One of the biggest struggles sexual assault victims face is actually reporting the crime. According to the US National Sexual Violence Resource Centre, 63% of sexual assaults are not reported, and of those that are, only 9% result in a conviction. The poor conviction rate only further discourages sexual assault victims from going to the police. Yet, #MeToo has been able to overcome this barrier of silence. While the hashtag may not serve to arrest offenders or end the occurrence of sexual assault, it is resulting in more victims coming forward and speaking up, which is a step in a positive direction.

However, #MeToo is not just a one-off success story. There have been other social media movements that have contributed to real world change. Last year, GoFundMe page Love Army for Somalia raised enough funds to send 60 tonnes of food and water to the famine-stricken nation. In addition, in 2014 the internet was bombarded with videos of people dumping buckets of ice water over their heads to raise funds and awareness for the motor neuron disease, ALS. While the concept may seem ridiculous, the money raised from the viral Ice Bucket Challenge funded numerous research projects. One of these projects successfully discovered a new gene associated with the disease, which is likely to aid in the development of new treatments.

For too long we have been associating online activism with the failure of movements like Kony 2012. We should instead be focusing our attention on projects such as #MeToo, The Love Army, and the Ice Bucket Challenge. The ice bucket challenge did not cure ALS. The Love Army did not provide a sudden fix to Somalia’s humanitarian crisis. And #MeToo did not bring an end to sexual assault. However, all three movements made noticeable contributions that helped millions of people.

It is these kinds of success stories that will, one day, eradicate the negative stigma associated with online activism, and instead encourage the development of further social media efforts to create powerful change.

The High Court: Only a Domestic Court?

By Rian Terrell

Rian is a 4th year Arts/Law student.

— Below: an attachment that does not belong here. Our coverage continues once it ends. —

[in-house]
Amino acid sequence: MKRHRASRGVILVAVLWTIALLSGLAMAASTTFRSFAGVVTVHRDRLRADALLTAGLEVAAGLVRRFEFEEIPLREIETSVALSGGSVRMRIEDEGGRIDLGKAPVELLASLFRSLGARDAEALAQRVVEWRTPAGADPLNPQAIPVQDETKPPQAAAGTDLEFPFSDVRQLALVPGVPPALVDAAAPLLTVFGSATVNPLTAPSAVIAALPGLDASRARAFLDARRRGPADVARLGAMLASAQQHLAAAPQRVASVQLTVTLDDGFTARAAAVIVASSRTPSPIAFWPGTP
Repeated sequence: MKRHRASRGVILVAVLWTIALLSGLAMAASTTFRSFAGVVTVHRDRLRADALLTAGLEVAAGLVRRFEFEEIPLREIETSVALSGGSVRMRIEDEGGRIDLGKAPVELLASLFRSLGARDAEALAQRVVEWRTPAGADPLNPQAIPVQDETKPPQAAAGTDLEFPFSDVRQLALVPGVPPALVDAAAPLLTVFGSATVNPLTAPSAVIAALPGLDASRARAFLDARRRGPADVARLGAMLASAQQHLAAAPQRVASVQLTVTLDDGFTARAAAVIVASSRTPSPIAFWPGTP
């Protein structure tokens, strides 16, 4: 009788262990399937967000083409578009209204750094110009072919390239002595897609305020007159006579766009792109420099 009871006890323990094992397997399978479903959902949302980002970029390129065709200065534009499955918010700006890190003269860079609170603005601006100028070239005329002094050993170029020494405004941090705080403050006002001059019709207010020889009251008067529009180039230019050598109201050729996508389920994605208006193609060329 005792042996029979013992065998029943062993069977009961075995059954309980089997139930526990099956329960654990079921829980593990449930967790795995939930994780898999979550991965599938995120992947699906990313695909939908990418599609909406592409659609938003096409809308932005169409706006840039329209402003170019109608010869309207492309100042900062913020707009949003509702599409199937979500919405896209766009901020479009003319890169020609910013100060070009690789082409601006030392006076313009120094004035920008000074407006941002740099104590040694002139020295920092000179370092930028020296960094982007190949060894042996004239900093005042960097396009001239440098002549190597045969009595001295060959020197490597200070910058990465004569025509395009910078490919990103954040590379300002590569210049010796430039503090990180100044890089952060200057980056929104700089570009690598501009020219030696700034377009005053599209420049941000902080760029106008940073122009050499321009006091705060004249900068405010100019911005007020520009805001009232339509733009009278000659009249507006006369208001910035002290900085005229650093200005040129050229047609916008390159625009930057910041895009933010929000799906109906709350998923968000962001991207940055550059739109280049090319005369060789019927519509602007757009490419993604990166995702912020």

Most Australians would be familiar with Australia’s operation of regional processing centres on Nauru and Manus Island. What is less known, however, is that the High Court of Australia also exercises functions as an offshore appeals court for Nauru. This may change soon, however, with the Nauruan President pushing for the adoption of an entirely sovereign judicial system.

In a Parliamentary speech regarding a proposed amendment to Nauru’s constitution that would remove the appellate jurisdiction conferred on the High Court, President Baron Waqa stated that ‘[s]everance of ties to Australia’s highest court is a logical step towards full nationhood and an expression of confidence in Nauru’s ability to determine its own destiny’.* In 2001, the Australian Law Reform Commission also recommended termination of the arrangement. Instead, it suggested the instatement of other services, such as Australian judges sitting as additional judges in Nauru to assist the Nauruan Judiciary.**

However, such a change is not without opposition. Peter Law, a former Nauruan magistrate, suggested it was ‘…disappointing that they [the Nauruan government] would… try and set up something as an alternative to what little judicial accountability there is.’*

Image of Lady Justice.

President Waqa’s recent comments come after an increase in Nauruan cases being heard in the High Court. Last year, the Court decided three appeals from the Nauruan Supreme Court. It allowed two migration appeals, finding that in both cases the Nauruan Supreme Court erroneously decided that procedural fairness was afforded by the Refugee Review Status Tribunal in deciding applications for refugee status. In the third appeal, Cecil v Director of Public Prosecutions (Nauru), the High Court held that a criminal sentence was wrongly increased. Appeals in two other cases are also on foot, both involving appellants who challenged their unsuccessful refugee status determinations.

The High Court’s jurisdiction to hear appeals from Nauru is created by a combination of domestic and treaty law. The Nauruan Constitution authorises a court of another country to exercise appellate jurisdiction. Removal or amendment of this provision requires formal constitutional change. The jurisdiction to hear Nauruan appeals in the High Court is created by Nauruan and Australian legislation, underpinned by a 1977 treaty between the two nations. This arrangement was held to be constitutionally valid according to Australian law in 2005 in Ruhani v Director of Police, a significant case also concerning the validity of the Pacific Solution.

The High Court’s role is unique. Exercising this appellate function requires it to hear argument on and decide cases involving Nauruan law. This presents its complexities. Andrew Roberts identifies one of these complexities as the lack of clarity in what law the High Court is to apply, whether that be English, Australian, Nauruan, or an amalgam. Another difficulty is the requirement that the High Court must consider and apply Nauruan customary law. Roberts reports that the High Court has tended to apply Australian case law. The High Court’s procedures also differ when exercising its jurisdiction in Nauruan appeals. For example, appeals against criminal convictions lie as of right, so there is no need to obtain a grant of special leave, as is required for appeals within the Australian system.

The peculiarities of this jurisdiction, however, may be short-lived, depending on whether Nauru indeed decides to alter its constitutional arrangements to effectively remove this function of the High Court.


* Dateline Pacific, 2018

** (ALRC Report No 92)